Borderlands 3 is perfectly content to just be more Borderlands, with all the expected thrills and frustrations one would expect from that philosophy.
In its attempts to look forward and backward at the same time, Borderlands 3 ends up feeling like a series of half-measures, a collection of systems and story beats that, in the few moments they’re able to take evolutionary steps for the franchise, feel like there’s still room for the now decade-old series to grow. Unfortunately, across the 50+ hours I’ve spent traversing, shooting, and constantly marking items for junk in my inventory, Borderlands 3 hasn’t offered those moments nearly enough, too often falling victim to its old habits, using its legacy as a crutch, rather than a device to propel the franchise into its (admittedly uncertain) future.
It doesn’t help Borderlands 3 front loads some of its worst writing; the opening act of the game is gratingly awful, hammering away at the same few punchlines for its characters as players embark on the series of fetch quests that comprise the game’s opening hours. Beginning some unidentified amount of time after Borderlands 2, Borderlands 3 opens on a war-ravaged Pandora enraptured by its inhabitants latest obsession: the Calypso Twins, who have seemingly galvanized the majority of the Crimson Raiders in their quest to… well, we’ll talk more about the Calypso Twins, and their role in the story, a bit later.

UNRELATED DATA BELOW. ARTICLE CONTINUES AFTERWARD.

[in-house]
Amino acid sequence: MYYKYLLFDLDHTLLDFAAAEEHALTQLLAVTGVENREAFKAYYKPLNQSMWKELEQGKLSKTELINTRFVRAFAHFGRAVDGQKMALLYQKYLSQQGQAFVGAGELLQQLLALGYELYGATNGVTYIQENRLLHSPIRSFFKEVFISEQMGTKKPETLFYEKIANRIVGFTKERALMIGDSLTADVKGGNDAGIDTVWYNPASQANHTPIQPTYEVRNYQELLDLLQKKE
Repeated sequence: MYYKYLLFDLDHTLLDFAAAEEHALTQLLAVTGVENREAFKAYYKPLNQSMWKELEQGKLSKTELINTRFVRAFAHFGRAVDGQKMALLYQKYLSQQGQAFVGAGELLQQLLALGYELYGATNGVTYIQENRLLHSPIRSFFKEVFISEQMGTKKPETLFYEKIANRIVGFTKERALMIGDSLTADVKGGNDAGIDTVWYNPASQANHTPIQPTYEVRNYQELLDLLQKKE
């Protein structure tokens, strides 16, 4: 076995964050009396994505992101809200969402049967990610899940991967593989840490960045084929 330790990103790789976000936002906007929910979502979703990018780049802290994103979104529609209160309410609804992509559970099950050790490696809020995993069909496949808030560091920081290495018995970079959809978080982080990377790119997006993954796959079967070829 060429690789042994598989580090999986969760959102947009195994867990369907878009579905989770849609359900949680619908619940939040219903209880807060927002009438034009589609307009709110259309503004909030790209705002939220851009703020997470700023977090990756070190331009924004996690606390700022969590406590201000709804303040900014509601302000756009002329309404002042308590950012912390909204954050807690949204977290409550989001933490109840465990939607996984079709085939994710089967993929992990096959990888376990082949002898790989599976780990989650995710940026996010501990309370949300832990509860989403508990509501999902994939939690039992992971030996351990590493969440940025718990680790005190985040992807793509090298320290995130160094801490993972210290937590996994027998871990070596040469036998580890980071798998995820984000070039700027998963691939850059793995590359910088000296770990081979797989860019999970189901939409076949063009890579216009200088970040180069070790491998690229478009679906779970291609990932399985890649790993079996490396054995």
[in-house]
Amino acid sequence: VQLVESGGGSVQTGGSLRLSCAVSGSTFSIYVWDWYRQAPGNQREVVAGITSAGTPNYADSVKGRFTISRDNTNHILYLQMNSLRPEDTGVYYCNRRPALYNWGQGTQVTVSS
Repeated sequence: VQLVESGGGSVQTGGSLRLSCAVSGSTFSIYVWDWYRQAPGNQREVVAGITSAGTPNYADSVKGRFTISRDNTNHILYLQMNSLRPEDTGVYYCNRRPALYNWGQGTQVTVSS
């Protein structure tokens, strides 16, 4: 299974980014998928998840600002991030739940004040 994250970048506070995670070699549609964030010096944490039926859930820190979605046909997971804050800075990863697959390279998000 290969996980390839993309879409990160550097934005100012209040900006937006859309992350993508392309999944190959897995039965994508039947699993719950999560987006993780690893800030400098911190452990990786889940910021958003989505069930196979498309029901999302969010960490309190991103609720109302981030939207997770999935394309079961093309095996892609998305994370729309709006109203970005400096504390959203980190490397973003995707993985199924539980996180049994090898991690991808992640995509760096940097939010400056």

Early on, Borderlands 3 is desperately trying to prove to the audience it is still the same ol’ Borderlands, interrupting its genitalia references to break the fourth wall and acknowledges that yes, we’re once again beginning with a series of annoyingly spread-out fetch quests to introduce characters and establish tone. But the delivery of the game’s typical blend of meta humor and pop culture references feels stale on arrival; the lengthy fetch quests just feel like simplistic mission design, and “big dick energy” jokes just don’t hit like they used to in 2019.
(There’s also an entire plot line built around Ice-T as a sentient teddy bear, who calls his in-game wife a bitch constantly, in between dick jokes. It’s as terrible as it sounds.)